Associated risk factors and prevention of bisphosphonate-induced osteonecrosis of the jaw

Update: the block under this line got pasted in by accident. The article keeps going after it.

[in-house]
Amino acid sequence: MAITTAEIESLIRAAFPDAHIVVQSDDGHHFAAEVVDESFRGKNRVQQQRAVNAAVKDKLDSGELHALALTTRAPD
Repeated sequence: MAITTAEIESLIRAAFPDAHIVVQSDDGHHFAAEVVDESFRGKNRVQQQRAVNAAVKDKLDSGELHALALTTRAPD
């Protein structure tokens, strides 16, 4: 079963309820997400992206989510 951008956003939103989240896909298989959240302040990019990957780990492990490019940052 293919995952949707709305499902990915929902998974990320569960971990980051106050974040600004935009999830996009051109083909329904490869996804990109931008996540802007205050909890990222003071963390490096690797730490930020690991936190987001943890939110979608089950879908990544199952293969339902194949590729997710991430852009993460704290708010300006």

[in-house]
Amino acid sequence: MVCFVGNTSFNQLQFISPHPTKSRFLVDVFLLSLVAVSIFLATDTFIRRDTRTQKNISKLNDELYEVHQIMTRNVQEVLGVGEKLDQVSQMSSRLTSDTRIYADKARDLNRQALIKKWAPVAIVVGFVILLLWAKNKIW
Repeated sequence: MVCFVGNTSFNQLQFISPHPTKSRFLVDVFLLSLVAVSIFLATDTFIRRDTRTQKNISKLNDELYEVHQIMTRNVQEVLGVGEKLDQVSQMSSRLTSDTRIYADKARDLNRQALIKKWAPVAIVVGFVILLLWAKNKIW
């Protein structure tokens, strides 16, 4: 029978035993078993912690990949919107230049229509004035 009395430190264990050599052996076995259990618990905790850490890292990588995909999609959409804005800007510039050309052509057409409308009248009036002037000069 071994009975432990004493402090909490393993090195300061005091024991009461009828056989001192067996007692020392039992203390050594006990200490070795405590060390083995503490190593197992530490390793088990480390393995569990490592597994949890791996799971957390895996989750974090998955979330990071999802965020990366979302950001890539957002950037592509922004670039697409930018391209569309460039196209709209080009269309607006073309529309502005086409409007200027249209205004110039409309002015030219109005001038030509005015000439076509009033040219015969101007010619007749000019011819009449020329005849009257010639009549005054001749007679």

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Bisphosphonates (BPs), in the past erroneously referred to as diphosphonates, were first synthesized in Germany, in 1865. BPs are stable analogs of pyrophosphate that are naturally occurring modulators of bone metabolism and have been synthesized and used since the 19th century; However, their in-vitro ability to inhibit the precipitation of calcium phosphate was applied clinically in the 1960s. Since then, the main clinical application was in the treatment of certain resorptive bone diseases (osteoporosis, Paget’s disease, and hypercalcemia associated with certain malignancies such as multiple myeloma and bone metastasis from the breast or prostate). Later on, in 2002, the Food and Drug Administration reviewed some cases of osteonecrosis of the jaw in cancer patients who had undergone BP therapy. In 2003, Marx introduced this clinical condition in the medical literature. BP-induced osteonecrosis of the jaw is related to the development of avascular necrosis or dead jaw bones and cannot easily be treated with conventional medical and/or surgical intervention. Because of the poor treatment outcomes, many studies focused on its preventive measures. In this study, we review the different risk factors and associated preventive measures against BRONJ.

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